One of the core insights we come to through the regular practice of meditation is recognizing the nature of impermanence. This insight is valuable because it helps to free us from the suffering caused by grasping and clinging and wanting things to stay the same.
One of the easiest ways to have such an insight is to observe how a tree loses its leaves. But for many of us, seeing a tree lose its leaves sets off an inner complaint: Oh, winter is coming and I don’t like winter. Why can’t it stay warm and light always?
Whatever our personal preferences are, they get in the way of simple observation, and the gift of insight into the nature of being.
We don’t need to make an enemy of preferences — in fact, doing so would be just another barrier to awakening — but it is helpful to recognize preferences when they show up and see their nature. We can see how they can take any moment or situation and find fault with it. It would have been a perfect vacation but it was too…(fill in the blank). One small preference unmet can sabotage the whole experience. It gnaws at us so we become blind to all the beauty and wonder that is there for us in every moment.
We all have lots of preferences; so many, in fact, that we don’t take the time to see if they are true. Sometimes our preferences go so long unrecognized that when we do take the time to notice, we might discover we no longer ‘love’ or ‘hate’ the food or condition or whatever we have been claiming to feel so strongly about.
Let’s take the example of some treat we claim to love. Perhaps we describe ourselves as a chocoholic or addicted to ice cream. Because our thoughts are so full of attachment to this idea of ourselves, with all judgments we may have about this long-accepted preference, we are often so mentally embroiled in anticipation, anxiety, guilt, etc. as we approach the food itself, that we can’t taste it. We devour it to be done with it and past this complicated set of thoughts and emotions.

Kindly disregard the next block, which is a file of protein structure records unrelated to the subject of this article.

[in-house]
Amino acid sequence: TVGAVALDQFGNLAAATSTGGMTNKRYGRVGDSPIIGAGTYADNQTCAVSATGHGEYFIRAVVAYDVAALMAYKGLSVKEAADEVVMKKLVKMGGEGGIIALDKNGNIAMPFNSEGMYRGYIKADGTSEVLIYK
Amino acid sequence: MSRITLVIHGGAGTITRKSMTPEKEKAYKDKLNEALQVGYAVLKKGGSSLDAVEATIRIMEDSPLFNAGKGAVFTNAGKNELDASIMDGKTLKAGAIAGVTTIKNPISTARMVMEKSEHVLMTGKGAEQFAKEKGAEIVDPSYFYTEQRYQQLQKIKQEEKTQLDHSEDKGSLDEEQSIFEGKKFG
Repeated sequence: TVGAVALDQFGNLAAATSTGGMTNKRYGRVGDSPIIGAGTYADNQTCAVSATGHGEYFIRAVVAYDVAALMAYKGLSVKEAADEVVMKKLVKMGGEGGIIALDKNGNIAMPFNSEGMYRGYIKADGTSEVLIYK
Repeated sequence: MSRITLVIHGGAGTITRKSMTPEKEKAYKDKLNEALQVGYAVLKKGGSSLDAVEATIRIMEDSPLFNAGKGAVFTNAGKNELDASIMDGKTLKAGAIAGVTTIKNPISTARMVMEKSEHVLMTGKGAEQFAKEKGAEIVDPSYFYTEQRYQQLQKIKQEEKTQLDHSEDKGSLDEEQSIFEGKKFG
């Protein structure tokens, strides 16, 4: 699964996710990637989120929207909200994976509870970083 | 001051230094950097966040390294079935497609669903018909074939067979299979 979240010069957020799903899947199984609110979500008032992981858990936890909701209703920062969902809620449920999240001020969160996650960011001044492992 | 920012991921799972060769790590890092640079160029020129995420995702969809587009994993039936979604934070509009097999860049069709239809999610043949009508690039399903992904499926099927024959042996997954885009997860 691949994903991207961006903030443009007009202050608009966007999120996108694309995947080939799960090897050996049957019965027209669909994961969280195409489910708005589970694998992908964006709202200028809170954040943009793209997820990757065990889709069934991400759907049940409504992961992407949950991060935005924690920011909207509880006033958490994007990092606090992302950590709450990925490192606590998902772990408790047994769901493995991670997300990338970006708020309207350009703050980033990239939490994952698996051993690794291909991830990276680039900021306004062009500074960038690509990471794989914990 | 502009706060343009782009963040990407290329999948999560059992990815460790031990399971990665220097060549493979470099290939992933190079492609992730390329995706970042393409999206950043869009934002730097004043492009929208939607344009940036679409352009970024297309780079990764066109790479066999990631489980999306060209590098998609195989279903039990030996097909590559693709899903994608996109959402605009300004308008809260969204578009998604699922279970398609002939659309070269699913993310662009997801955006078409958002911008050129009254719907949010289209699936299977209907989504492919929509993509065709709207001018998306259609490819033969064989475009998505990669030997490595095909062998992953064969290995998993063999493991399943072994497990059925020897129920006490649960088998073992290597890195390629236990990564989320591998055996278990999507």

Can we slow down really taste the treat we claim to love. Is it really delicious? Great! Or when mindfully attended, without the urgency and all the entangled thoughts and emotions, is it not quite so delicious as we assumed? Perhaps there are even some aspects of the flavor or texture that are actually unpleasant. If the food is not the best choice for a meal, then this may feel like a wonderful discovery to recognize that we are addicted to the mental and emotional patterns of anticipation and the nostalgia of foods and experiences often more than the food or experience itself.
When we pay attention, we see how preferences, like everything else, change. That may feel discomforting if we believe that our accumulated combination of preferences define us. And we feel unloved if someone forgets our preferences. Is that true? Well, let’s check. Are your feelings hurt if someone who professes to love you forgets that you don’t like, let’s say, mushrooms? If so, then you are entrenched in the idea that your preferences are intrinsically you.
They are not! The Buddha put together a whole list called the Five Aggregates that gently but firmly walks us through all the things that we are not, and our preferences are second on the list. [READ MORE]
We don’t have to get rid of our preferences, but it really helps to notice and question them. Preferences are often rooted in fear. If we have a preference for a certain temperature or kind of weather, we may have positive associations, sweet memories, nostalgia super-charges our preferences. We can be closed off from many experiences because they are unfamiliar, so there may be something to fear, something to make us uncomfortable, something to make us feel insecure.
Fortunately, we don’t have to do anything new to have insights. We just come to our senses: to see, hear, taste, smell, touch as if every moment is new. Because it is! It may seem the same, but because of the nature of impermanence, the world presents itself fresh to us in each moment, never to be replicated! The Symphony of Now.
Since this is the way of things, and nothing we do can make it stay exactly the same, why not acknowledge and even celebrate impermanence.
Certainly when we have a great loss, impermanence seems cruel. But that same impermanence helps us to survive the loss, and over time to ease our grief and heal from the wound of what may feel like an amputation.
Impermanence delights us when it brings on something we enjoy: blossoms in the garden, a beautiful sunrise, etc. But if we are not open to all of impermanence, even those moments are tinged with sadness because we can’t keep it like this forever.
Our extreme preference for certain aspects of impermanence and our loathing of others is something to notice. Can we be compassionate with ourselves when we feel the dread of changes we don’t like? Can we be tender without being indulgent? Can we practice being present with whatever arises just as it is, and greet it as the wonder it is?
Think about your own preferences. See if you can notice them when they arise. See whether they are as true as you thought. See if you cling to them as an intrinsic part of what makes you you. See if your preferences cause you to suffer in any way. And then see if you can hold your preferences more lightly.